Outstreched arm

Thursday, September 29, 2005

Being there, and nothing doing

Hey, you know what's a good slow-person movie? Rain Man. You know why? Because that asshole played by the asshole Tom Cruise is such a dick to his poor, messed-up brother. There's no geeting around it: Raymond is slow, child-like in all the worst ways, and lost in the world. He is maddeningly un-human-like much of the time; Charlie is used to dealing with crooks, liars, and other insincere people, but in his brother's case, he can't accept that behind the cold facade, there is just very little he could ever touch in any way. But Raymond is a person, so he can't be undealt with - and because this is difficult, unavoidable, and not obviously rewarding, it's real.

Raymond's condition is not exactly medically accurate, but it's multidimensional. True, of the dimensions, the savant is way out there, but it's a movie that attempts to be entertaining, so it needs some oomph.

Being There also attempts to entertain, I suppose. I mean, one can only assume that was an intention somewhere in the process. And I know many people who really like it. I'd always had a recollection of seeing it, but I proved myself wrong tonight - I must have been thinking of something else the whole time, like Raising Arizona or Kissing jessica Stein.

Friends, readers, I'm sorry; I didn't like the movie at all. What is this a satire of, exactly - the phoney Washington circles? But no one here is all that phoney - these are the most down-to-earth, sympathetic politicans I've ever seen. How is Chauncey's lame-ass garden metaphor more sincere and direct, and why does anyone buy it? What the heck is the point of the TV motiff anyway? Is the one-joke of the criminally sheltered man (in need of therapy, unless you really get sucked into the movie's paperhouse reality) replying to serious questions with a complete lack of comprehension really ever funny? I could go on and on, but I won't - I hate myself when I'm this bitter about something. But I am.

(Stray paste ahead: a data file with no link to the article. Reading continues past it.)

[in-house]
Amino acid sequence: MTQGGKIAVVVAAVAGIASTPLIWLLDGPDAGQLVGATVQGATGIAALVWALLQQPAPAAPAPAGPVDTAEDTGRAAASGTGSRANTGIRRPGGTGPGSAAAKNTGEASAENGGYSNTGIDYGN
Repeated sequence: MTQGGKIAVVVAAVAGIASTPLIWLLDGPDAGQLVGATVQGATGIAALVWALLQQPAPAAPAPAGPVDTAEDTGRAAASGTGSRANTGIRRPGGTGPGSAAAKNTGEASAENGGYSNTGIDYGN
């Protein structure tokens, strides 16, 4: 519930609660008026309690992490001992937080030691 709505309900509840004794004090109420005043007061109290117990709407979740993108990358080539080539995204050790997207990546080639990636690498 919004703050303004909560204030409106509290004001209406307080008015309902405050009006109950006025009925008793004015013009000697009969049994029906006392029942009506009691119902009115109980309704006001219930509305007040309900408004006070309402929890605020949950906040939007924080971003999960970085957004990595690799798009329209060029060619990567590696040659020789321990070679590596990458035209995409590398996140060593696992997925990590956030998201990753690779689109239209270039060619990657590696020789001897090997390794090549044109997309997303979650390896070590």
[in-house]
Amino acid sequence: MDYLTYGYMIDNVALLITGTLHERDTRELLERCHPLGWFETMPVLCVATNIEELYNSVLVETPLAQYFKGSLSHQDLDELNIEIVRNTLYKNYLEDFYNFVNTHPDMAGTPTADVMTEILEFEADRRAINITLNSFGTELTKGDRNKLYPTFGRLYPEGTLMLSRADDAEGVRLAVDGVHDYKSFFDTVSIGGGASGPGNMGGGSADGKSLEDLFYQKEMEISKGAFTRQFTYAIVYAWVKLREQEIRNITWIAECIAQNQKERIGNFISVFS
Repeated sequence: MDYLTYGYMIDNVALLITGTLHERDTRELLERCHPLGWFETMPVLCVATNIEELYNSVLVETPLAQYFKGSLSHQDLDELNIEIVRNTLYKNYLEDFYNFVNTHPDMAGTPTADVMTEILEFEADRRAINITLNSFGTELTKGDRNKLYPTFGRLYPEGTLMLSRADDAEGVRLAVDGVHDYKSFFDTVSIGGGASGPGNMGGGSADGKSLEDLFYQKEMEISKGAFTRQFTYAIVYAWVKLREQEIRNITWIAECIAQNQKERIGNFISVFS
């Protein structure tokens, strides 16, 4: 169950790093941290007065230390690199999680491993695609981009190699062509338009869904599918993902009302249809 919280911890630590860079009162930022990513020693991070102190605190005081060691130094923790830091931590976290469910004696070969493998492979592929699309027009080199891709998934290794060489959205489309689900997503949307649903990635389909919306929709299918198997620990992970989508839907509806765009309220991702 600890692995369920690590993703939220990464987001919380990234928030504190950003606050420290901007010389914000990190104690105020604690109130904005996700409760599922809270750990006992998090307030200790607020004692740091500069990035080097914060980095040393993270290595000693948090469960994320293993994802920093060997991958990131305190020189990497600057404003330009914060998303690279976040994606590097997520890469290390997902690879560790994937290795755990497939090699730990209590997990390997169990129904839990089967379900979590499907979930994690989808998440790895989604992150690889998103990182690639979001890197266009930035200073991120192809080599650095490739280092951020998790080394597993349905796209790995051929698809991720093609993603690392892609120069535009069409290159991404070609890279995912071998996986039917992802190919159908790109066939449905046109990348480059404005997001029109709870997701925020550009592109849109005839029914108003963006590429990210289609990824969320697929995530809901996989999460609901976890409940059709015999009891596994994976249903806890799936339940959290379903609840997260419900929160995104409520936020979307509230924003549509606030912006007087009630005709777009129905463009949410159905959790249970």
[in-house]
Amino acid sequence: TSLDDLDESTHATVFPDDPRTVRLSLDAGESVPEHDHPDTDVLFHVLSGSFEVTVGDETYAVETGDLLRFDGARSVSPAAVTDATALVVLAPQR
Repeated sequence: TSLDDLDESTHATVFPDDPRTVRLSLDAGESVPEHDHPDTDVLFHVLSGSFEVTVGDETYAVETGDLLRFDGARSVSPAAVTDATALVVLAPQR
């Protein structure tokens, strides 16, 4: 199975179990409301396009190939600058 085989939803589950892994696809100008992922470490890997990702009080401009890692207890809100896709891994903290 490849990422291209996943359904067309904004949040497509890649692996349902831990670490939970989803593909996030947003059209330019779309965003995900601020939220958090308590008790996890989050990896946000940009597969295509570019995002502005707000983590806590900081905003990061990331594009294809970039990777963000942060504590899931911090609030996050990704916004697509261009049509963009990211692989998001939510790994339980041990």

Here's a very risky and hastily arrived-at proposition: satire of serious, dramatic aspirations needs to be at least a little bit 'meta'. Two obvious examples: Network and ...And Justice For All. Whenever probability, believability, and degree get warped, there's a moment of reflection: wait, is this really happening? To me it says, "viewer, we're with you; this is insane. Let's ride it out together." Not that this is the only thing these two films have over Being There - they both feature fantastic performances, twist-the-knife-in-the-wound scripts, and the human experience exploded to heights of divine power and depths of immoral, alien darkness.

This really should have been a wacky, surreal, or stylish comedy - the few moments offering opportunity for that are all overdone: the maid's anti-WASP rant, the embarrassing masturbation scene - and if you don't think it's embarrassing, grant me that it's insanely unplausible, at least - and the very last, "whoa" scene. Make sure you dip that umbrella in the lake so we really get it, Chauncey - as if 130 minutes of hearing about how brilliant you are wasn't enough. My own guess was that you'd be crowned King of The Americas. Har! What a silly society we are!

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